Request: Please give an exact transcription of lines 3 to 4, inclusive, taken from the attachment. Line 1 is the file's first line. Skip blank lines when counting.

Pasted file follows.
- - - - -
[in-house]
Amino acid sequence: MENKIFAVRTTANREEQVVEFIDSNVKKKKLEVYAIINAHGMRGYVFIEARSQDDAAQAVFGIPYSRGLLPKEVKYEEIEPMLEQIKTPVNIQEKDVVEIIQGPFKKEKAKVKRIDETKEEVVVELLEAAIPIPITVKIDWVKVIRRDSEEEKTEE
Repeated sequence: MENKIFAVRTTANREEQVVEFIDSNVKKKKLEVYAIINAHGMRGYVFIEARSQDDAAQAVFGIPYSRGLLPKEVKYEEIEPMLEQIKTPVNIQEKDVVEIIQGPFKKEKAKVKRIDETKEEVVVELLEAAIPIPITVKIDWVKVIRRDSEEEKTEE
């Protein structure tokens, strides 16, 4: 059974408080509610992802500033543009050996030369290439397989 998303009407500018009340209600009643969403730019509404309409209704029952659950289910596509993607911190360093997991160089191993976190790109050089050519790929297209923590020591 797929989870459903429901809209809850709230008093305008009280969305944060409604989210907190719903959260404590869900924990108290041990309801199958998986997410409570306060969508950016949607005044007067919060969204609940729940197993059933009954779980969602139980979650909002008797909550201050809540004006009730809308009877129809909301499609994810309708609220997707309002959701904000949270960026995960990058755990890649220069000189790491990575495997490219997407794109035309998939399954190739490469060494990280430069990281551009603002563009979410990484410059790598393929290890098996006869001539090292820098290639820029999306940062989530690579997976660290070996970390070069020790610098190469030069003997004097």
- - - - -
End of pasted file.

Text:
Repeated sequence: MENKIFAVRTTANREEQVVEFIDSNVKKKKLEVYAIINAHGMRGYVFIEARSQDDAAQAVFGIPYSRGLLPKEVKYEEIEPMLEQIKTPVNIQEKDVVEIIQGPFKKEKAKVKRIDETKEEVVVELLEAAIPIPITVKIDWVKVIRRDSEEEKTEE
């Protein structure tokens, strides 16, 4: 059974408080509610992802500033543009050996030369290439397989 998303009407500018009340209600009643969403730019509404309409209704029952659950289910596509993607911190360093997991160089191993976190790109050089050519790929297209923590020591 797929989870459903429901809209809850709230008093305008009280969305944060409604989210907190719903959260404590869900924990108290041990309801199958998986997410409570306060969508950016949607005044007067919060969204609940729940197993059933009954779980969602139980979650909002008797909550201050809540004006009730809308009877129809909301499609994810309708609220997707309002959701904000949270960026995960990058755990890649220069000189790491990575495997490219997407794109035309998939399954190739490469060494990280430069990281551009603002563009979410990484410059790598393929290890098996006869001539090292820098290639820029999306940062989530690579997976660290070996970390070069020790610098190469030069003997004097």